so the best advise i could give anyone is try em all out !!! its a big investment and shop around alot of these guys will wheel and deal when you start flashing the $$$$

        and dont forget about the dynasty200 from what i hear its a pretty b.a. machine !!

        brian

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        • #5
          I was doing my homework looking to buy a MM 210 mig 2 1/2years ago. I went to the local guy that does all lines welder repair and ask his opinion of the 210. His reply, "If it's Blue Buy IT!!" I've always been happy with Miller products.
          I bought a Lincoln 300/300 stick/tig that needed work, I found that it was made in late 70's and it had a bad board in it. I contacted Lincoln and the board was no longer avalible. So I ended up with a REALLY BIG stick welder that had a torch and foot pedal attached to it!

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          • #6
            Both are excellent machines, you will not be disappointed with either. As far as the red units go, a lot of their TIG unit's are produced overseas, while *ALL* the blue stuff is made here. Both of these units have an nice smooth arc. I was considering the lincoln, as I liked the built in pulser, the adjustable/auto balance control. But I have found all of these features and more than I could ever be happy with in the Dynasty 200dx, in a package 1/4 the weight, and size. Never regretted my decision for a moment.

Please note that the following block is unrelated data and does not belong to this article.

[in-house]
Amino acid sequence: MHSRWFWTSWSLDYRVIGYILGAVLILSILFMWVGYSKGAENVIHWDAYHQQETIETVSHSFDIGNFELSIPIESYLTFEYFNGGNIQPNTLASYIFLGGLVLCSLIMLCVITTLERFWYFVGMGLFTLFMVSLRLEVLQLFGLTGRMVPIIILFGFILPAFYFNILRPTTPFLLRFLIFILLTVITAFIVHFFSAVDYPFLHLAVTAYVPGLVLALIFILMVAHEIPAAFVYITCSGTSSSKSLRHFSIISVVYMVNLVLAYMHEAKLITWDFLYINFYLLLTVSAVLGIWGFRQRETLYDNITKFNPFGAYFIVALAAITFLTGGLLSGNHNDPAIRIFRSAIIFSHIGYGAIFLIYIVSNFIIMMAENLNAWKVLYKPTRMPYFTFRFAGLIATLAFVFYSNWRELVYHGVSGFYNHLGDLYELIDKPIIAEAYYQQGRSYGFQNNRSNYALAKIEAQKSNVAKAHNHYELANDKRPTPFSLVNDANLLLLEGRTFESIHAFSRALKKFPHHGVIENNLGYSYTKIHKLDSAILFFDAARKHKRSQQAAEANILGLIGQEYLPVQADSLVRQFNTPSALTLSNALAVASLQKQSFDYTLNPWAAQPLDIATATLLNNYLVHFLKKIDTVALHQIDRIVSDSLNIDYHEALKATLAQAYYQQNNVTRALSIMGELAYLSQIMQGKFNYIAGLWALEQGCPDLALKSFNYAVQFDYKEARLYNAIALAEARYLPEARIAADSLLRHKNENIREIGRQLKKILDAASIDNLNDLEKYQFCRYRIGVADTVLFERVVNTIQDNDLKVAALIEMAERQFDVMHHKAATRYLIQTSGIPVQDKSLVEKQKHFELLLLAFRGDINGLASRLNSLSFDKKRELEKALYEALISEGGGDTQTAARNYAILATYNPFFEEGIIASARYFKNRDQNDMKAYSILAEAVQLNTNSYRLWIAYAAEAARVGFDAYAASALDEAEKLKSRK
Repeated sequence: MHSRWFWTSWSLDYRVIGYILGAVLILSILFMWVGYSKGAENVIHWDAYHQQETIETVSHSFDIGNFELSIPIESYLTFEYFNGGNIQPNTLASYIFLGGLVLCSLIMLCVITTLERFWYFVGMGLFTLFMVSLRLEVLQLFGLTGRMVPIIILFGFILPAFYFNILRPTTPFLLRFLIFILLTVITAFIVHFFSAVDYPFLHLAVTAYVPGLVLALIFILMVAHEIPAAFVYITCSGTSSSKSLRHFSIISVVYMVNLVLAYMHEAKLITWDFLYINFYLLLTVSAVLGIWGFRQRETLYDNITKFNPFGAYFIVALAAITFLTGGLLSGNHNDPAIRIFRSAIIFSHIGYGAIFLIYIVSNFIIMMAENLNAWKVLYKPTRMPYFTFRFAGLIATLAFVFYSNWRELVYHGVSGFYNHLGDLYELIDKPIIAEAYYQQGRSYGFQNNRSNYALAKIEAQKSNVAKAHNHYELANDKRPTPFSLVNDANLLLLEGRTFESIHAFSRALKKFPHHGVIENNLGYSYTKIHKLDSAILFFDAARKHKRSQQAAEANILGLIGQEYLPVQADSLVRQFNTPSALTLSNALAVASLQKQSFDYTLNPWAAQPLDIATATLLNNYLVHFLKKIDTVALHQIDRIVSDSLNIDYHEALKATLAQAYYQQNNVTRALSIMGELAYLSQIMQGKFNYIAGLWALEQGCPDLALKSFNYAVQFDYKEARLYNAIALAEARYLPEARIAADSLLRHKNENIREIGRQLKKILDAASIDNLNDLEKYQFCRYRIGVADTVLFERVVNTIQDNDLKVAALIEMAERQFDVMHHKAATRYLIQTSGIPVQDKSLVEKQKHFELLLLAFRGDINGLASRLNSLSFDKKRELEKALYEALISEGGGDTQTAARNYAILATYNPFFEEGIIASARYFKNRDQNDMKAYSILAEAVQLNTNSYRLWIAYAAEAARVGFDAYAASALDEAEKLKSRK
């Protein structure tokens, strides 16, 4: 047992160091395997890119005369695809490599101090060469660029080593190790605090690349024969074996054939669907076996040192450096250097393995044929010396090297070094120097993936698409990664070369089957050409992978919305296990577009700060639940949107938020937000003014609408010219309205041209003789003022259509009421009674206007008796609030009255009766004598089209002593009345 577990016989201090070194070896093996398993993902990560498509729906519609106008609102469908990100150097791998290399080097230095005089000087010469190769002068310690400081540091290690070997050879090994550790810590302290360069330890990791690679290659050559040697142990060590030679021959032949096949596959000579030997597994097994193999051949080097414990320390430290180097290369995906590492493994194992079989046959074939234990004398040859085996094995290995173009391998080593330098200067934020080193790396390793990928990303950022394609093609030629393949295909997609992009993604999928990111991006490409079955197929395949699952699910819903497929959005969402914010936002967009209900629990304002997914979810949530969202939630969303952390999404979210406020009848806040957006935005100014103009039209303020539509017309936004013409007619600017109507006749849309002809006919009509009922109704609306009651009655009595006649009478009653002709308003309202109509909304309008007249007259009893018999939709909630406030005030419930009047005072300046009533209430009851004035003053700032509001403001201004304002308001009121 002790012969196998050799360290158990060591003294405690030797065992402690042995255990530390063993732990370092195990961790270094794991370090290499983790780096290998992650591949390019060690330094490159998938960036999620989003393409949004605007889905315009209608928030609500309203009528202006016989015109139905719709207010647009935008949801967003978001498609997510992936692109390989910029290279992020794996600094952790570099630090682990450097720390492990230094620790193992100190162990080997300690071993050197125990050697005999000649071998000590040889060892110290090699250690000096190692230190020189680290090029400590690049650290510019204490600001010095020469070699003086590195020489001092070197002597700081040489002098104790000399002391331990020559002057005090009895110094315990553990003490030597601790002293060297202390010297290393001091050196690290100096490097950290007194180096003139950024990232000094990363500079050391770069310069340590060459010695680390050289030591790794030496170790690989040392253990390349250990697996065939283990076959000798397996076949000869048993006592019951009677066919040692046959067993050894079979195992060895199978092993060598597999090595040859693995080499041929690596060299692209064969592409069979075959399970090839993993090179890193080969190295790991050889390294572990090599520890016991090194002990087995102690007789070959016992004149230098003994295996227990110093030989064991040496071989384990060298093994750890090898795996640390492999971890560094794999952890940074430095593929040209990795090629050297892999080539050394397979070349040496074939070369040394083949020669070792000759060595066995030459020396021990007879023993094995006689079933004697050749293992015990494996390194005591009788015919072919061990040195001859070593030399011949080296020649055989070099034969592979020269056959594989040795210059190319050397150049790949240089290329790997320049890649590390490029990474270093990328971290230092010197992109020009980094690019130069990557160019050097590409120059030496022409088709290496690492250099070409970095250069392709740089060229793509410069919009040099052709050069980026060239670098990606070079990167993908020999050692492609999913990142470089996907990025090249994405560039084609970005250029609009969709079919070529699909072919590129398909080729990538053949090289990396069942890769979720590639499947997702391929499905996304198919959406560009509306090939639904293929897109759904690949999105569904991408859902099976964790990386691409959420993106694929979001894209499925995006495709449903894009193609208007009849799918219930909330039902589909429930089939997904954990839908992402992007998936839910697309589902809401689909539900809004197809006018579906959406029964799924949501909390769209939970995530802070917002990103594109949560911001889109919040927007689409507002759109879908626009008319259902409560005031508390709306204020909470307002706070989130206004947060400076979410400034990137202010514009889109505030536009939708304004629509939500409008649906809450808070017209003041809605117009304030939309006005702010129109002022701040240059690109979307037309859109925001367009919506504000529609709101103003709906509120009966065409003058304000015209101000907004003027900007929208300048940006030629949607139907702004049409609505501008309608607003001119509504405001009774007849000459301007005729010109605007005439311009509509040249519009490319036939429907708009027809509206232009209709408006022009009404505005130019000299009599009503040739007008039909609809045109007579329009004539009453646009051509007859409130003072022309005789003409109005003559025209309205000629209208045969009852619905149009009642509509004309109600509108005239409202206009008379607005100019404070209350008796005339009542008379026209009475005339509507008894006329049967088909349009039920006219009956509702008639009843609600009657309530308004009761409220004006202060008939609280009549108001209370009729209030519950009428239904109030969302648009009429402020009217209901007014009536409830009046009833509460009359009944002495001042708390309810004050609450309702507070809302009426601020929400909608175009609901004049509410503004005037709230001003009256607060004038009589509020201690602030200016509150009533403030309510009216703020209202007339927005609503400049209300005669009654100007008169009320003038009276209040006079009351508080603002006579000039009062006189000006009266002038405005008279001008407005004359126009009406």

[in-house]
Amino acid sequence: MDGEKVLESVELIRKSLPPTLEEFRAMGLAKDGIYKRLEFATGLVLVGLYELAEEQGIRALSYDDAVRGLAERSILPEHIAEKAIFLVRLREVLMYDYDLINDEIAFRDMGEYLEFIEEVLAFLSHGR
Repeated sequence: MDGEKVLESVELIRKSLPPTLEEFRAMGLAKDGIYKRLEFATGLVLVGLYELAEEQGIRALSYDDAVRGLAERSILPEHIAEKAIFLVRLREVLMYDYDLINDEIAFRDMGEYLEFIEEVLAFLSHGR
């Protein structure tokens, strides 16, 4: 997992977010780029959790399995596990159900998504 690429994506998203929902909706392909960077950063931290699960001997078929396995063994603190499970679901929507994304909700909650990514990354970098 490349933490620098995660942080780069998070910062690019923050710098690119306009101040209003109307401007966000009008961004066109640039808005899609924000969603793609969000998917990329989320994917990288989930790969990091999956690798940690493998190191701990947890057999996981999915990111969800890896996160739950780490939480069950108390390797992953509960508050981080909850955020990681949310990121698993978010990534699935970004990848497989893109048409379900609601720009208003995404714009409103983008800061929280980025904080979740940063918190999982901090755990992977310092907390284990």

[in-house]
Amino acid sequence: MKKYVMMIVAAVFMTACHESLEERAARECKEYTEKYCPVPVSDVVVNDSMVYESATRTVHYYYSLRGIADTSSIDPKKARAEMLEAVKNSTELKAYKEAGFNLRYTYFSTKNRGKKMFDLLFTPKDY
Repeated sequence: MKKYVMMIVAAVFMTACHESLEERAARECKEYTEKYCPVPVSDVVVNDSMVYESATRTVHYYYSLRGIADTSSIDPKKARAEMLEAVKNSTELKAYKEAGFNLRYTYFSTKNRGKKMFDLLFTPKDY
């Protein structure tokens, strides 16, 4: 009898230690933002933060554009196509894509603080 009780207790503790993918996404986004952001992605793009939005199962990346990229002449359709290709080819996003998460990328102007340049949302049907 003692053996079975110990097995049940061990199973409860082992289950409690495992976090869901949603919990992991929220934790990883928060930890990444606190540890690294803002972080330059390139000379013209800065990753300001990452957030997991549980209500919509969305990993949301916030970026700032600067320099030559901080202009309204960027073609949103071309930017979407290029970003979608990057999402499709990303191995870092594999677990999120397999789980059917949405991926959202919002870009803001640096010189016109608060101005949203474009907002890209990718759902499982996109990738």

-illuzion

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            • #7
              http://content.lincolnelectric.com/p...re/mc03119.pdf

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              • #8
                I dont agree with most of that comparison. Millers knife switch is bullit proof. I have had to replace more Lincoln polarity and tapped xformer switches than i care to remember. Millers SCR is a faster acting device than Lincolns, and cost more as a component. The solder joint only means that it takes longer to replace and costs more in labor. I hate the fact that everything is soldered in the Lincolns. Funny, Lincoln uses plastic solenoid cases in their SW 355. I have had to change several of those out. Not because they leaked, worse, they asperated atmosphere into the sheild gas! Never had to change a Miller solenoid. Never had to work on a Sync180. If the squarewave pro was so much better, why did they have to change it?